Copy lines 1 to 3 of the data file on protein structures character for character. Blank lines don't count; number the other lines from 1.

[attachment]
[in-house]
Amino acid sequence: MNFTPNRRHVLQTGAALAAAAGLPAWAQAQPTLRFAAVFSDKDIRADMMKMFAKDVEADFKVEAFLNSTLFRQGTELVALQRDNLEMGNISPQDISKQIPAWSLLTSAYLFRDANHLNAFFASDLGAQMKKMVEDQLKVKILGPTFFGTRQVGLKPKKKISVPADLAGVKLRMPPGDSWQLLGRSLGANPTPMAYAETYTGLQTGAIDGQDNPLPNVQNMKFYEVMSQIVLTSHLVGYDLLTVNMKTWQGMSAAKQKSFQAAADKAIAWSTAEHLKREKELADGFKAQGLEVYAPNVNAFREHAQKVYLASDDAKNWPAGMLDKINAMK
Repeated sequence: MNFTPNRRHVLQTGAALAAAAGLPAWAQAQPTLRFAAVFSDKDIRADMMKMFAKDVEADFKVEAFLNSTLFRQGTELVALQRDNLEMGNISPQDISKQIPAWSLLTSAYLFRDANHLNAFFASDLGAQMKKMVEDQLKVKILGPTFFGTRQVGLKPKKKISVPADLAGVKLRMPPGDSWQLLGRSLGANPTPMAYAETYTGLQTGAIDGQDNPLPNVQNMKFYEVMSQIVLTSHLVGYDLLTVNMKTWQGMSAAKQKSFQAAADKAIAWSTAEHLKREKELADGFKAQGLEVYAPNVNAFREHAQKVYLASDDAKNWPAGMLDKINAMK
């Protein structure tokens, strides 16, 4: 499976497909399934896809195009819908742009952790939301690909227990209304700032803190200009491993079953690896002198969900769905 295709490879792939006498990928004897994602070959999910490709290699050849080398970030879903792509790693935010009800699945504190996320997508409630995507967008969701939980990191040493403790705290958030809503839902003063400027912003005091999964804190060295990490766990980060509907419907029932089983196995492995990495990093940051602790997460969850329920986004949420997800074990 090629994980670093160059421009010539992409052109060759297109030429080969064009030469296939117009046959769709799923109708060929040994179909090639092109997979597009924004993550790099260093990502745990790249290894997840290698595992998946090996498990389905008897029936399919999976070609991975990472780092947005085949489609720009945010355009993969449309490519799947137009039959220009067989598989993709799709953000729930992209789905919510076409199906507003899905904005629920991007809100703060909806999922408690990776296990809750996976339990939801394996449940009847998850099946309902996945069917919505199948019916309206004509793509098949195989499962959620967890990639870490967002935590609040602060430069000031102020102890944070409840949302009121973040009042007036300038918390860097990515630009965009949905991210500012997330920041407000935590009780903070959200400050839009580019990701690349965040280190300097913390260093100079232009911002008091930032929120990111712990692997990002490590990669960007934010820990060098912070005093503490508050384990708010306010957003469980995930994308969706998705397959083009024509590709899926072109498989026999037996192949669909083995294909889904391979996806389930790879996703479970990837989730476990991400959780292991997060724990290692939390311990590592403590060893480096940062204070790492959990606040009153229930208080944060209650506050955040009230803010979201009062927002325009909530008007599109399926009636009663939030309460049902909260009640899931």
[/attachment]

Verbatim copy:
[in-house]
Amino acid sequence: MNFTPNRRHVLQTGAALAAAAGLPAWAQAQPTLRFAAVFSDKDIRADMMKMFAKDVEADFKVEAFLNSTLFRQGTELVALQRDNLEMGNISPQDISKQIPAWSLLTSAYLFRDANHLNAFFASDLGAQMKKMVEDQLKVKILGPTFFGTRQVGLKPKKKISVPADLAGVKLRMPPGDSWQLLGRSLGANPTPMAYAETYTGLQTGAIDGQDNPLPNVQNMKFYEVMSQIVLTSHLVGYDLLTVNMKTWQGMSAAKQKSFQAAADKAIAWSTAEHLKREKELADGFKAQGLEVYAPNVNAFREHAQKVYLASDDAKNWPAGMLDKINAMK
Repeated sequence: MNFTPNRRHVLQTGAALAAAAGLPAWAQAQPTLRFAAVFSDKDIRADMMKMFAKDVEADFKVEAFLNSTLFRQGTELVALQRDNLEMGNISPQDISKQIPAWSLLTSAYLFRDANHLNAFFASDLGAQMKKMVEDQLKVKILGPTFFGTRQVGLKPKKKISVPADLAGVKLRMPPGDSWQLLGRSLGANPTPMAYAETYTGLQTGAIDGQDNPLPNVQNMKFYEVMSQIVLTSHLVGYDLLTVNMKTWQGMSAAKQKSFQAAADKAIAWSTAEHLKREKELADGFKAQGLEVYAPNVNAFREHAQKVYLASDDAKNWPAGMLDKINAMK